All posts about Food history

You can cook, even very good food, with­out know­ing any­thing about the his­to­ry of food. But I find this last fas­ci­nat­ing: how, lit­tle by lit­tle, human food has become glob­al­ized, through trade, con­quests, the work of gar­den­ers, seed grow­ers and botanists who have allowed plants to adapt out­side of their home environment.

Food is the basis of our his­to­ry. It is the search for food and water which guides the nomads, the com­pe­ti­tion for the best lands which is at the base of the wars. Trade is orga­nized first and fore­most around the exchange of food prod­ucts: the real name of the Silk Road is "the Silk and Tea Road", orig­i­nat­ing in China, it ends after many stages, in the heart of Africa, on the tracks of Azalaï, the salt road. Famines cause revolts and regime changes, they also cause great migrations.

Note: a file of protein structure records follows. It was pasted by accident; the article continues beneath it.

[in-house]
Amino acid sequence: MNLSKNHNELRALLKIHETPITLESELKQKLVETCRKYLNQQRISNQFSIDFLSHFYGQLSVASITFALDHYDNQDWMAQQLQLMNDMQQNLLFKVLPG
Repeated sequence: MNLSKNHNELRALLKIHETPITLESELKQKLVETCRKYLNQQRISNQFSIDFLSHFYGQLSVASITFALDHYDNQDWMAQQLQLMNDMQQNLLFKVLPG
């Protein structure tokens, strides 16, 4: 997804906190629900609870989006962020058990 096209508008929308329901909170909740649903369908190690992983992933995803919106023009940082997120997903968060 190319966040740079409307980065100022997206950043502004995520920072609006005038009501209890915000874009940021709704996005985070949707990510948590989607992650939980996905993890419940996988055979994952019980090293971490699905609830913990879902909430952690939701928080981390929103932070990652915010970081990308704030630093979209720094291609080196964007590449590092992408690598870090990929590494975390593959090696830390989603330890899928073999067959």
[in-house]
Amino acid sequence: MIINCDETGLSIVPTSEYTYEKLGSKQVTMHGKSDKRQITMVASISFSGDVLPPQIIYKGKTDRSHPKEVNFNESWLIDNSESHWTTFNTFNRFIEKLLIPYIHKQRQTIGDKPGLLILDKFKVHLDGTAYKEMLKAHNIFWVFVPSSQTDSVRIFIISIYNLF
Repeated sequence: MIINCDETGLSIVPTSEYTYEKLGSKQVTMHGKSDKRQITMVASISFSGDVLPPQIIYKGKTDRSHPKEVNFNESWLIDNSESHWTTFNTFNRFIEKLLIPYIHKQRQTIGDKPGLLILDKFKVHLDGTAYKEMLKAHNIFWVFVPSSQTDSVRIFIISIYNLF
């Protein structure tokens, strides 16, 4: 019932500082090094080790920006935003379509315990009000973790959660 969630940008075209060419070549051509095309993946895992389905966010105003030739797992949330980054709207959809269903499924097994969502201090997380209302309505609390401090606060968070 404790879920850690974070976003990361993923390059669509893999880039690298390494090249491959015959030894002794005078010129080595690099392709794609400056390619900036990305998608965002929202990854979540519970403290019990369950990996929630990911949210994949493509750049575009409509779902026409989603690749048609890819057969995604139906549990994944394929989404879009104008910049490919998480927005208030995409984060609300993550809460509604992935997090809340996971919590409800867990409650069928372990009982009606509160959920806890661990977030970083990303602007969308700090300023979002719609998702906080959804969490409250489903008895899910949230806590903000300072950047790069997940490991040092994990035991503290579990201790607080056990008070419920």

Finally, food is part of a cul­ture, shaped by its his­to­ry and religions.

So, because I am pas­sion­ate about his­to­ry, from time to time I will tell you the his­to­ry of the kitchens I am telling you about.

Saffron brought wealth and opu­lence to the cities that trad­ed or grew it. And some­times, it even gave them their name!

How did peo­ple eat in the past? Food evolves with the ingre­di­ents avail­able, but also with tech­niques, which will lead to changes in recipes. A BBC series shows, among oth­er things, how food evolved from the Middle Ages to the mod­ern era, with more and more meat, dif­fer­ent cook­ing meth­ods, the arrival of spices.…

The his­to­ry of saf­fron is that of a lux­u­ry prod­uct, sought after for its med­i­c­i­nal prop­er­ties as well as for its flavour, and reg­u­lat­ed to avoid coun­ter­feit­ing. During the Renaissance, it was used through­out the known world.